In earlier pieces I have alluded to a soil problem in “Block A”, 5 acres of 15 year old lemon trees. These trees should be in the prime of their lives right now but this block has always struggled. In the past 2 years, nearly 160 (one fifth of the acreage) have crashed. Soil analysis has shown no pathogens. Our prime suspect is a clay pan which has developed only about a foot down. For the past two winters we have used covercrops to get more organic material into the soils. Barley and rye for biomass, crimson clover for nitrogen, and a blend of mustards for both their biomass and deep taproots.
The clover has been a disappointment. Hard to start, it has not shown signs of nitrogen fixing as we had hoped, and has been a minimal contributor to biomass, either above or below ground. On the otherhand, the mustard has performed quite well. Almost complete germination, resitant to brief heat, the blossoms helped support a humongous bee population while our trees were in bloom. Where there are bees, I expect there are other beneficial insects as well, so this should be helping with our integrated pest management efforts. Root penetration isn’t quite what we expected, but with water trapped in or above the clay, they haven’t needed to.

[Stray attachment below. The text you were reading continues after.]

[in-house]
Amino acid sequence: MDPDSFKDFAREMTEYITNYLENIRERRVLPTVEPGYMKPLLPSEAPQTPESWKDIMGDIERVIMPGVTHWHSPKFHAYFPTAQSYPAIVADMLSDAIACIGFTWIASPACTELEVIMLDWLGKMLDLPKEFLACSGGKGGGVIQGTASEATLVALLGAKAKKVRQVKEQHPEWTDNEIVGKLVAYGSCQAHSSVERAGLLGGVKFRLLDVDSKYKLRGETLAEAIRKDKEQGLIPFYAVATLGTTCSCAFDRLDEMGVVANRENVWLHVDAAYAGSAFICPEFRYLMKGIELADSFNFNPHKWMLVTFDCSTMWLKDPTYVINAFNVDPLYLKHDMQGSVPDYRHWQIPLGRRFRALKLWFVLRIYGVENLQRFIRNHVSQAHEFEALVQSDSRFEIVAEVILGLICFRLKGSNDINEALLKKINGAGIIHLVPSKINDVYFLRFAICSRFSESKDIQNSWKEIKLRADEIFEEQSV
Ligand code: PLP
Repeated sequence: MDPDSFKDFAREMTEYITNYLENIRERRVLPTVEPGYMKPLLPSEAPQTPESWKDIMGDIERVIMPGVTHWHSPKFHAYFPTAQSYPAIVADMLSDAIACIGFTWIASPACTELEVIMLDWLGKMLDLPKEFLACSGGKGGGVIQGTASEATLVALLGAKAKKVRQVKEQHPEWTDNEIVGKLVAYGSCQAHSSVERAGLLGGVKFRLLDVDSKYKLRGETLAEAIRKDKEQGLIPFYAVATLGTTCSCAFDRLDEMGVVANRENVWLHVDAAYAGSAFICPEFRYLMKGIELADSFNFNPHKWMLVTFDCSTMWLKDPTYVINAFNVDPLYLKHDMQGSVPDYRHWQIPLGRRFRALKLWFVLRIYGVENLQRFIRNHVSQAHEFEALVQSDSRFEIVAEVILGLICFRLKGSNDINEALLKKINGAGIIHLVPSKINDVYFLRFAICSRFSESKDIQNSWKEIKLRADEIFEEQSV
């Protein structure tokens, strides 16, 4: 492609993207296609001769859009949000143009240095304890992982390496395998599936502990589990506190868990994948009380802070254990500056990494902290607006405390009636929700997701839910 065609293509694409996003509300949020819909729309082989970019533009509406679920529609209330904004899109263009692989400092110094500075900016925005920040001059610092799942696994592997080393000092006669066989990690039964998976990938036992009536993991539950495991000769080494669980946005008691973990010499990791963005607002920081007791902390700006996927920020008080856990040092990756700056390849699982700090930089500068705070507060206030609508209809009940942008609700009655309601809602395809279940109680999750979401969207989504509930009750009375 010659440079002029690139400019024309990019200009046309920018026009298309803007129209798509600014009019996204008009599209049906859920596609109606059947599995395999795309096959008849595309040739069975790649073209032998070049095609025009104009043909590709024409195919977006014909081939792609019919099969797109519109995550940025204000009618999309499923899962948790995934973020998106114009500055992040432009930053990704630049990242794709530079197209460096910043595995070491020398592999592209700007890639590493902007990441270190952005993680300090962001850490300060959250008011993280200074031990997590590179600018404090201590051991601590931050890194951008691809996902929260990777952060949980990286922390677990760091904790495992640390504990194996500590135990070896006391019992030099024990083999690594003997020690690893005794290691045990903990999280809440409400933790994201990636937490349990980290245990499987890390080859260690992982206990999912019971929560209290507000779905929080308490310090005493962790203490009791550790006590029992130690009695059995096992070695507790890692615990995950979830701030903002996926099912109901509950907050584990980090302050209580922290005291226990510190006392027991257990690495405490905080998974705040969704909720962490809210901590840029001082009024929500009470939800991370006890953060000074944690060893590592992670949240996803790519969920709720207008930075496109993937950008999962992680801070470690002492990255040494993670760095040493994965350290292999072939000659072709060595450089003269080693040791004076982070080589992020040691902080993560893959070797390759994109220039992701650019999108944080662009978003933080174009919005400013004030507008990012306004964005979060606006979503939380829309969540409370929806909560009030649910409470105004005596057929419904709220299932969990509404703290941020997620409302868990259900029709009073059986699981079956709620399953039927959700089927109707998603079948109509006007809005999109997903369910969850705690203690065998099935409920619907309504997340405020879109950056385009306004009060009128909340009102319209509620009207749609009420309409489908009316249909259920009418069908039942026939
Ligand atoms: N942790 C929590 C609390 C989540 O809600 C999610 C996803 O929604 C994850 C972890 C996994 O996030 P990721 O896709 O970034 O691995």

This coming month we will take our first stab at summer covercrops. We will alternate between rows with buckwheat, red cowpeas, and black-eyed peas. Since we have some crimson clover left over, we will also try a little as a warm season cover. Buckwheat is pretty much solely a biomass generator, but the others, being legumes, should give us some N. We may even harvest some of the black-eyed peas. Not sure if we can find a market for them though… This corner of rural/suburban Southern California isn’t a big soul-food kind of place. Anybody looking for some locally grown comfort food?
This summer cover program will go hand in hand with a high density replant of Meyer Lemons in the effected areas. The soils will further get a boost from tilling in the winter’s cover crop, a little organic sulfur, and a few shovels of our homebrew vermicompost for each tree. My philosophy is to “exercise” the soil, instead of “working” it.
Wish me luck!